In January I said some nice things about the Caledonia Way, what is shaping up to be a very nice leisure (and perhaps, for some locals, plain utility) ride between Oban and Fort William, via Glencoe. I never got around to writing the other half of the story: the road to the isles. I don’t really have any interesting point to make about it, it’s just an excuse to post pictures of pretty places and crap cycle tracks.
The 68km (42mile) route from Fort William to Mallaig should be a brilliant place for a leisurely bicycle ride with some sightseeing: this “award winning” road passes some of the most stunning scenery in the country (though my pictures from a grey January afternoon don’t show it), past Neptune’s staircase on the Caledonian Canal; Loch Eil and its views back to Ben Nevis; Glenfinnan with its monument and viaduct on Loch Shiel; the lonely church of Our Lady of the Braes on the hill at Lochialort; the rocky coastline and the views to Rum and Eigg at Arisaig; the vast beaches around Morar; and the fishing village at the end of the road at Mallaig.
And it’s paralleled all the way by the West Highland Line, so there’s an equally amazing return journey and emergency bail-out sorted.
The road to the isles is the A830 trunk road. It finally became a two-lane road for its entire length three years ago, before which much of it looked like this recently bypassed section:
One must note that, while England has over the years raised the threshold for what is classified as a “trunk road”, Scotland continues to use the set of trunk roads defined in the early 20th century, and this one is as quiet as the quietest ‘B’ road in the South.
It was widened to two lanes in sections, like layers documenting the history of trunk road cycling policy. First to Glenfinnan as a plain two-lane road, to take the tourist traffic and the forestry trucks.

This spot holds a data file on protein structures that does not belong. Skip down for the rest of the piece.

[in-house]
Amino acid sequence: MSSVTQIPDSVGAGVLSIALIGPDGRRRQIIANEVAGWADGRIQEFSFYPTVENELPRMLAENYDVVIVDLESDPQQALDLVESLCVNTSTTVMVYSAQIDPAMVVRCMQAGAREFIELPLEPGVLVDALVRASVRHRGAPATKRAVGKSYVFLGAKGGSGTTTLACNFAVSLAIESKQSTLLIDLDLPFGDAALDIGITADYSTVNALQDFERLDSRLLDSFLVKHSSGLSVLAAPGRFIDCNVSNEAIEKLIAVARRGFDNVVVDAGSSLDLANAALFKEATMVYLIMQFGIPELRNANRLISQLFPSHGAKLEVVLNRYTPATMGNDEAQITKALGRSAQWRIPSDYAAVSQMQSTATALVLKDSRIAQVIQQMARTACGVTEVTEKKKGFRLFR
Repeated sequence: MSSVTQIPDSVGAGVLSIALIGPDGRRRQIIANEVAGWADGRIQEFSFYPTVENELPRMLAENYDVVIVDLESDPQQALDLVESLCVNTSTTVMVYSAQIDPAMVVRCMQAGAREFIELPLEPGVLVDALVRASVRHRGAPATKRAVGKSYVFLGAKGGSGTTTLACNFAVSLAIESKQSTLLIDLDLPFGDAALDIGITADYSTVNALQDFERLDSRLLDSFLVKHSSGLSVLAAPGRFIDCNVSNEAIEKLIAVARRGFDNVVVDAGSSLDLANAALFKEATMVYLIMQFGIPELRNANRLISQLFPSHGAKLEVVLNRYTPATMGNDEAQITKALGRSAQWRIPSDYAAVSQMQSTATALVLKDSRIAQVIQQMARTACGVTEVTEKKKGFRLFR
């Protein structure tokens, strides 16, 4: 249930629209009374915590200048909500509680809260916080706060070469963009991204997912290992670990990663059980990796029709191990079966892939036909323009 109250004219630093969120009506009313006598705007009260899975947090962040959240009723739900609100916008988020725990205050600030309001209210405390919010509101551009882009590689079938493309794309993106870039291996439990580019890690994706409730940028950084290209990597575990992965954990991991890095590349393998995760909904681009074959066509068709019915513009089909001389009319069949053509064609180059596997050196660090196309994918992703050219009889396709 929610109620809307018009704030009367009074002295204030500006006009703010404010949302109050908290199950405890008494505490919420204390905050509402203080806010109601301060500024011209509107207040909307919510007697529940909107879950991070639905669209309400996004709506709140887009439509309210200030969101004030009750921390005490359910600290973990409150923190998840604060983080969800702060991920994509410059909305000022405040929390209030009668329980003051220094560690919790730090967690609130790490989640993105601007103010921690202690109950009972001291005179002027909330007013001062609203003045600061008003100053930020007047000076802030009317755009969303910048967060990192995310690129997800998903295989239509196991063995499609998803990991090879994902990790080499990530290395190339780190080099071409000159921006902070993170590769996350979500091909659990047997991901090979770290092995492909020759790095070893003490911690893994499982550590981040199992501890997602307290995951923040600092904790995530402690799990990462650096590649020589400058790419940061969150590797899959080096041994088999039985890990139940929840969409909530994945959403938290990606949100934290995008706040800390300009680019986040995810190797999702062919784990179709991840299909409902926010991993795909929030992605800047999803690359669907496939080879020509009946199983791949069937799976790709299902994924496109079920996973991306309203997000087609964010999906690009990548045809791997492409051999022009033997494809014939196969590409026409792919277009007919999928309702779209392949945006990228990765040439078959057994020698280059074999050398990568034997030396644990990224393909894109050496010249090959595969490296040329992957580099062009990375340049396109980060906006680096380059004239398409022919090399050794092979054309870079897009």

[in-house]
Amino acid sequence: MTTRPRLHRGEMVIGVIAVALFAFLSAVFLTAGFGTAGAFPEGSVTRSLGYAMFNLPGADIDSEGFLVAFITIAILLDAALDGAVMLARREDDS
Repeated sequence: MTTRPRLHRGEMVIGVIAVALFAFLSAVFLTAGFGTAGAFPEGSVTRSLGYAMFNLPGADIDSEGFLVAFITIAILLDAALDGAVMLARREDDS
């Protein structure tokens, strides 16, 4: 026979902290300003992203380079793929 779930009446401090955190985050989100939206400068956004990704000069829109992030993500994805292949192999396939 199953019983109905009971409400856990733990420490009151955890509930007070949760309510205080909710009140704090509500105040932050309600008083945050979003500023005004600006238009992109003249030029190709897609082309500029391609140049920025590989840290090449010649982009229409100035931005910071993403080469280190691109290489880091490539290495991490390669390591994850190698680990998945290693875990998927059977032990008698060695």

Then to Lochailort, with 1m wide strips “to help cyclists“.
And finally to Mallaig with a shared path alongside. Nothing wrong with a shared path out here where the population density is low, of course. It could make for a great tourist attraction — a way to explore this coast properly, not shut up in a box, a feature to be added to all the tour guides, a famous route that attracts serious cycle tourists and holidaying families alike…
Except that obviously the designers and contractors saw it as a bit of joke requirement, somewhere to make a few savings. So there’s a narrow lumpy strip, made with the cheapest left-overs, unlikely to last many seasons…
Not even wide enough for a parent to ride alongside their child…
Giving up wherever it would have required actual money and work to accommodate it…
At this hilariously sprawling new t-junction onto a single-track lane, the geometry is so generous that it takes the cycle track around the corner where visibility to and from the main road is entirely obscured by the embankments.
Edinburgh’s pedestrian guardrail finds a retirement home in the Highlands.
The most westerly “cyclists dismount” sign in mainland Britain.
No, I don’t know what this is supposed to be, either. Some sort of cycle lane in the newly bypassed Morar.
It’s not really important. It’s just a wasted opportunity for a great leisure path, a tourist attraction, not a serious transport issue, and the road is a quiet one anyway. It just amused me.